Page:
The emergence of Omicron has left many travellers with tickets to their holidays doubtful they would be able to travel.
That doesn’t include me. I intend on taking my trip, fully knowledgeable of Omicron looming.
The uncertainty around flying is very familiar territory, especially with how it affects passenger traffic patterns, as 2020 statistics show. Canada’s largest airports dropped to a total of 45.9 million passengers that were enplaned and deplaned, down 71.8 per cent from the previous year.
Omicron is the new kid on the block when it comes to the line of different variants, all stemming from its older brother, COVID-19. How this variant evolved, however, is very different from the two most prominent variants being Alpha and Delta.
I haven’t taken a trip in about six years. The last time I set my feet on a plane was to go visit my sister in Thailand while she was teaching English there.
All this time, I thought I was going to be able to be comforted knowing that I had no reason to leave for a trip throughout this global health crisis.
Until my mother told me that I was coming along as well.
My mother is the person to decide when a trip is being taken, either by herself or with other people. Her track record speaks for itself as she’s taken several trips from the days of when I was learning how to tie my shoes to the days of me getting my driver’s licence.
I’m more of a person to just tag along, mostly because I didn’t have a choice.
To be fair, she has taken me on my fair share of trips, so I’m not completely left out.
Don’t get me wrong, Mexico is an exciting place, and I’m not complaining about going. And I’m certainly someone who doesn’t shy away from most opportunities to see the world.
One thing that can be taken into consideration is that even though the new variant has been making news headlines more frequently than expected, there’s still major uncertainty as to how it’s going to impact Canada.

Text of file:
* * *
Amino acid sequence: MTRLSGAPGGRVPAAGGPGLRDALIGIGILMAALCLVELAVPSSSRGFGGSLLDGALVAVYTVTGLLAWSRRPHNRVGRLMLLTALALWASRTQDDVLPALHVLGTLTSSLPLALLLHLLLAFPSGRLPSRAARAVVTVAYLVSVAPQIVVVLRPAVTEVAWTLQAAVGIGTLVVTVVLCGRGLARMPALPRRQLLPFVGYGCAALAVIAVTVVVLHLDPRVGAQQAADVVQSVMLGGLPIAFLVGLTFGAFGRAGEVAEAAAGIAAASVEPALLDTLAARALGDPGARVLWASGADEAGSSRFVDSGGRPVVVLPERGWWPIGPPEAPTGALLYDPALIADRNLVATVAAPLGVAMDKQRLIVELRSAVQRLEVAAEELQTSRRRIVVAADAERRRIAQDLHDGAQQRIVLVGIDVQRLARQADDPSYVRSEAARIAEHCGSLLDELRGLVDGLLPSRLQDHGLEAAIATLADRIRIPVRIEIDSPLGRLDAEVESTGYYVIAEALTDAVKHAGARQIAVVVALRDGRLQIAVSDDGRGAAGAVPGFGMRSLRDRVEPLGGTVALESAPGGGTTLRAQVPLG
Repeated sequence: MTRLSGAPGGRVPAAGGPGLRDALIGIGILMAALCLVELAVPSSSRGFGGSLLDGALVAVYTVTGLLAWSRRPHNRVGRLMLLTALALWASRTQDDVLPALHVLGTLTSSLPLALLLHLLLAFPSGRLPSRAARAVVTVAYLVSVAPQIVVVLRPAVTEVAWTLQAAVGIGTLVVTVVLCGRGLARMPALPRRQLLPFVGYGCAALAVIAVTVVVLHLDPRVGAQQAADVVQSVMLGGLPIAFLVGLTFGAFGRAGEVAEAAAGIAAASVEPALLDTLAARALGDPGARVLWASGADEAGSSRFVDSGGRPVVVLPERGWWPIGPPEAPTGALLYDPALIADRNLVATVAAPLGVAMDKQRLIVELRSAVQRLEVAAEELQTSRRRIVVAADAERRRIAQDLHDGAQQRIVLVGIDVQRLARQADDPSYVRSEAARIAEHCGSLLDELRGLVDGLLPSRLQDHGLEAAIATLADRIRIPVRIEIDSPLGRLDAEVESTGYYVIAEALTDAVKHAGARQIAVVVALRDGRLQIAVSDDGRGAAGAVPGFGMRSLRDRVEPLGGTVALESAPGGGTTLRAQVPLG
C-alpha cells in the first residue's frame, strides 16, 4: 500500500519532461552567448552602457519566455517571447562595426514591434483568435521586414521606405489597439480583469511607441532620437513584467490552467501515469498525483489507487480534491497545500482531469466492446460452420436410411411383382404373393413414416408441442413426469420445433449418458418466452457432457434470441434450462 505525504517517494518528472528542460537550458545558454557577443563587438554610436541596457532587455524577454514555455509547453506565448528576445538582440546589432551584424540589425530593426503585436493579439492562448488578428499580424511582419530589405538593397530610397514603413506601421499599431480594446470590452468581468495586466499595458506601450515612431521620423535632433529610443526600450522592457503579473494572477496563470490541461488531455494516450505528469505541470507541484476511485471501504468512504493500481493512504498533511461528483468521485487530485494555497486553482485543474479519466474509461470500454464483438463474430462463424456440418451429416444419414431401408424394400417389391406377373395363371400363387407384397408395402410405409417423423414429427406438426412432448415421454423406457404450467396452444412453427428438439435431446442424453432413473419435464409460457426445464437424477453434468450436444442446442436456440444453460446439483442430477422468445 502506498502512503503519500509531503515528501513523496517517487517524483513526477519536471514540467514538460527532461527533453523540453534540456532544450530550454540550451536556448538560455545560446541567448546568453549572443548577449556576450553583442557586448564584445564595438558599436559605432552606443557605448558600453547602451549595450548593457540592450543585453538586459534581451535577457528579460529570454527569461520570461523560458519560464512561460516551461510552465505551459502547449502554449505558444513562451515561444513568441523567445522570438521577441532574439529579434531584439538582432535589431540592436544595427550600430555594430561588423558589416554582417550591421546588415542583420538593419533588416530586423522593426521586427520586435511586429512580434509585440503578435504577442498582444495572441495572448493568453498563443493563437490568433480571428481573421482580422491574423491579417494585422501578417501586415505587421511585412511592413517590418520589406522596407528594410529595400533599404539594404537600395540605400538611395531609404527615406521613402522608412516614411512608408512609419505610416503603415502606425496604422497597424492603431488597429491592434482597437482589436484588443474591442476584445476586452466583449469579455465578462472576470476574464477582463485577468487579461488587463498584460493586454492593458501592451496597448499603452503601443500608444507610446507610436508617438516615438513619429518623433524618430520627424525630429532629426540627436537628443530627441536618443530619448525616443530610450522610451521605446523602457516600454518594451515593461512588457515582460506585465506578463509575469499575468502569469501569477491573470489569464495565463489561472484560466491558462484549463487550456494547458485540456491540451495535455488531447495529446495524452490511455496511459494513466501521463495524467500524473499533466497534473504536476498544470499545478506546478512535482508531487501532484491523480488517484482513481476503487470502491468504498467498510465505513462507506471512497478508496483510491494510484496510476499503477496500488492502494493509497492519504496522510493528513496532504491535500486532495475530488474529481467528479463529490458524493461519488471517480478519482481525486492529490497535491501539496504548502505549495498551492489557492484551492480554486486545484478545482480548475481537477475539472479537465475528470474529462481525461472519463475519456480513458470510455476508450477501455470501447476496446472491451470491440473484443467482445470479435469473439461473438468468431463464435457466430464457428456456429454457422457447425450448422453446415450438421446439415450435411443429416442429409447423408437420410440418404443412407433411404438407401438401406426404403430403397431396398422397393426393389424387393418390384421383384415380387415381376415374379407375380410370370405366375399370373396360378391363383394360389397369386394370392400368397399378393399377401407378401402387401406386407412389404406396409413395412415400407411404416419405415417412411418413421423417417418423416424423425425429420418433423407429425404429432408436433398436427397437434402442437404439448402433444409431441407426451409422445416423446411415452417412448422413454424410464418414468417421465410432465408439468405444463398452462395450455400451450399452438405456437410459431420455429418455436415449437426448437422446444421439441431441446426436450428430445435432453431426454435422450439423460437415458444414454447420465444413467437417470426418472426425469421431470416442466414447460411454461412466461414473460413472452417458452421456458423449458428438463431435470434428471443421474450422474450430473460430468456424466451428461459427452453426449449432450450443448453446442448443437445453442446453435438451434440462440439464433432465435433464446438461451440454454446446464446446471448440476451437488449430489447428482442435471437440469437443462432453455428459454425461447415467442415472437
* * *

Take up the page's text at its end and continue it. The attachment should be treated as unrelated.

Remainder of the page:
Since Canada has a higher vaccination rate than Africa, that puts the country in a prime position to quickly react if things were to progress further.
Additionally, the first few inclinations of the new variant within the borders were minimal and isolated quickly. That calms the nerves quite a bit. Plus, the additional time spent in the line waiting to get through customs with COVID-19 measures being added on top of that.
The new variant also had an impact on the rules and regulations around travel as it seems the grip is being tightened once again, especially for how long people will need to isolate once they return to Canada.
There was a brief period when returning international travellers, people weren’t required to isolate themselves once they got back if they were fully vaccinated.
With this new variant, fully vaccinated or not, you gotta isolate. Even though that could be considered a drawback, it is winter break soon.
Most people, including myself, would be happy to isolate themselves in their homes, probably drinking hot cocoa while watching football, yelling at the TV as the snow falls outside, while possibly wearing the socks or sweater their grandma knitted for them.
COVID-19 has turned the normal lives of a lot of people on its head. When considering if it’s worth it to pull the trigger on that trip beyond our borders, it does a lot for each Canadian to find ways to get back to some level of normalcy that once existed.
So with the risks being considered, if a trip is still intended, then I’d say go for it.
But be safe.